Eddie Fiola launches new website

Courtesy of Eddie Fiola

Eddie Fiola, The King of The Skateparks, launched a new BMX website this week.

'80s BMX legend Eddie Fiola, former GT Bicycles rider, current Hollywood stuntman and "The King of the Skateparks," has been known to make the odd appearance on a BMX bike at old school reunions here and there, but has never been one to bask in the glory of his past.

He moved on, and rides on occasion, and earns a living doing stunts in movies such as "The Hangover" and "Indiana Jones and The Kingdom of The Crystal Skull."

Fortunately, he has not let go of his BMX roots. Earlier this week, Fiola unveiled a new website and rebranding effort which showcases his BMX career in words, photos and videos. Visitors to the website will immediately hear some of Eddie's favorite songs (Run DMC, Pearl Jam, Nine Inch Nails) and can browse iconic photography from Fiola's past and present BMX days (including some epic zero flat bottom halfpipe shots.) A community area has also been setup especially for the fans where people are encouraged to send in their stories or photos.

Courtesy of Freestylin'

Eddie Fiola on the cover of Freestylin' in 1986.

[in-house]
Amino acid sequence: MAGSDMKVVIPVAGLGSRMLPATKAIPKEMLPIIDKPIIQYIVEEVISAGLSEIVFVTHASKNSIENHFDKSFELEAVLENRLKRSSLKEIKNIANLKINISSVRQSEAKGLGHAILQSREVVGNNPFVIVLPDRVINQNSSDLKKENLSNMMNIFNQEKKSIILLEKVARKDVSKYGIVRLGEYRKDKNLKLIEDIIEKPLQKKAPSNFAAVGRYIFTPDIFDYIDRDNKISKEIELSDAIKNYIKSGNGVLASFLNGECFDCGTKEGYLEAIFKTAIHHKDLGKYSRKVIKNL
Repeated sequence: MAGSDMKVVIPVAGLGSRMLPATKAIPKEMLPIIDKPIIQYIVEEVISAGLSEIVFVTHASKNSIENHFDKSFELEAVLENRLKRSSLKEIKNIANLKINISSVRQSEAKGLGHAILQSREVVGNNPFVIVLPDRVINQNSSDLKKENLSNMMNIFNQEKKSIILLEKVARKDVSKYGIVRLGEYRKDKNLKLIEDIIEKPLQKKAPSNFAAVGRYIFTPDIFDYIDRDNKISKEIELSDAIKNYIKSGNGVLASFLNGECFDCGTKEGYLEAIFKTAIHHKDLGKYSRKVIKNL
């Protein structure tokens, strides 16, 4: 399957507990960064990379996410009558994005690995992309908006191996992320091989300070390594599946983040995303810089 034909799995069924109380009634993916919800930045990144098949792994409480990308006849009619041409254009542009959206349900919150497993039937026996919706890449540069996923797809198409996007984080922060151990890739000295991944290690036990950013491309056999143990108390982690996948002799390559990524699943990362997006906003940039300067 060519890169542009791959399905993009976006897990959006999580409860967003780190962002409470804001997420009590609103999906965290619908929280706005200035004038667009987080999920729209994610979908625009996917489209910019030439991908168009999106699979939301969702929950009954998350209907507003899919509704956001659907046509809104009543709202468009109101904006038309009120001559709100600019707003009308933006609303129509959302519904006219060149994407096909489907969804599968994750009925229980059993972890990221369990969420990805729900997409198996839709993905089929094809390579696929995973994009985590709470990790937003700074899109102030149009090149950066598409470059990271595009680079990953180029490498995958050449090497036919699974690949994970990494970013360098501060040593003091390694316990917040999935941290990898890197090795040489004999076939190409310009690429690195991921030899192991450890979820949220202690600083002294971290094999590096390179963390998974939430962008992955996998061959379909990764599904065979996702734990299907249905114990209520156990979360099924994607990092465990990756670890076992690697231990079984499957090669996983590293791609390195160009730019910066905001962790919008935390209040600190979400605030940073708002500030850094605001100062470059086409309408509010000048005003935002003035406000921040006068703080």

"I want people to just hang out and enjoy it," says Fiola, now 47 and a performer (no pun intended) at Gale Webb's Extreme Sports and Air Show in Calif.

Fiola rose to success in the early '80s as an innovative skatepark rider new on the Southern California scene. After short stints with Haro and Kuwahara, Fiola joined forces with GT Bicycles and enjoyed a wealth of success in BMX freestyle contests throughout the world. Fiola worked with GT to design the Performer series of bicycles (still in production over twenty five years later), but left GT in 1987 to pursue a deal with a new brand dubbed Citicat that ultimately fell through.

By the late '80s, Fiola's popularity scaled back as a new crop of vert contenders emerged in the top spot at contests, including Brian Blyther and Mat Hoffman. Rather than coast on his prior success as a BMX professional, Fiola rode contests in a "Team Unsponsored" t-shirt on occasion and concentrated on his transition into stunt work for television and movies.

For those that witnessed Fiola's meteoric rise in the mid '80s, his style, finesse and approachability remained a focal point in the old school BMX scene, and Fiola's new website is a chance to reconnect with those fans.

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